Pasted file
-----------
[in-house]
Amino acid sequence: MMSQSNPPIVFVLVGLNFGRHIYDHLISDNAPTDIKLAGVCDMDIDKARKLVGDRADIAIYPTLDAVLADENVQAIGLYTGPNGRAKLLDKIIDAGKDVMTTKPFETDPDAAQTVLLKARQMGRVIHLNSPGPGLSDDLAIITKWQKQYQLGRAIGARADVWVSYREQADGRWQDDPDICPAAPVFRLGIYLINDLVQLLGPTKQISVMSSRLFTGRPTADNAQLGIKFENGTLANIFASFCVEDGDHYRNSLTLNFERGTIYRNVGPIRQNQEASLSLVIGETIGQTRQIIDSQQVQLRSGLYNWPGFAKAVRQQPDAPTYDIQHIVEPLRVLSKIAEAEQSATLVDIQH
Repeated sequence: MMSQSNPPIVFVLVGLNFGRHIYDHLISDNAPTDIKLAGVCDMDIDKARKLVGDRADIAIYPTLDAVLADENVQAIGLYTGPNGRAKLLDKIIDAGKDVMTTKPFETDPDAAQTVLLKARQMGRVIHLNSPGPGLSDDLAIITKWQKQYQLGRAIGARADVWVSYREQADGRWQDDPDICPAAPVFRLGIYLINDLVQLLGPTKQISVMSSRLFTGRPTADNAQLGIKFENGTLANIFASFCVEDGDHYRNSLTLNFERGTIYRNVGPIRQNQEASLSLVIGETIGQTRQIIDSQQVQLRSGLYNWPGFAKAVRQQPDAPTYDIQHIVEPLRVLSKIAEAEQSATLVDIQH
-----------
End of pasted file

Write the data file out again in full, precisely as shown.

[in-house]
Amino acid sequence: MMSQSNPPIVFVLVGLNFGRHIYDHLISDNAPTDIKLAGVCDMDIDKARKLVGDRADIAIYPTLDAVLADENVQAIGLYTGPNGRAKLLDKIIDAGKDVMTTKPFETDPDAAQTVLLKARQMGRVIHLNSPGPGLSDDLAIITKWQKQYQLGRAIGARADVWVSYREQADGRWQDDPDICPAAPVFRLGIYLINDLVQLLGPTKQISVMSSRLFTGRPTADNAQLGIKFENGTLANIFASFCVEDGDHYRNSLTLNFERGTIYRNVGPIRQNQEASLSLVIGETIGQTRQIIDSQQVQLRSGLYNWPGFAKAVRQQPDAPTYDIQHIVEPLRVLSKIAEAEQSATLVDIQH
Repeated sequence: MMSQSNPPIVFVLVGLNFGRHIYDHLISDNAPTDIKLAGVCDMDIDKARKLVGDRADIAIYPTLDAVLADENVQAIGLYTGPNGRAKLLDKIIDAGKDVMTTKPFETDPDAAQTVLLKARQMGRVIHLNSPGPGLSDDLAIITKWQKQYQLGRAIGARADVWVSYREQADGRWQDDPDICPAAPVFRLGIYLINDLVQLLGPTKQISVMSSRLFTGRPTADNAQLGIKFENGTLANIFASFCVEDGDHYRNSLTLNFERGTIYRNVGPIRQNQEASLSLVIGETIGQTRQIIDSQQVQLRSGLYNWPGFAKAVRQQPDAPTYDIQHIVEPLRVLSKIAEAEQSATLVDIQH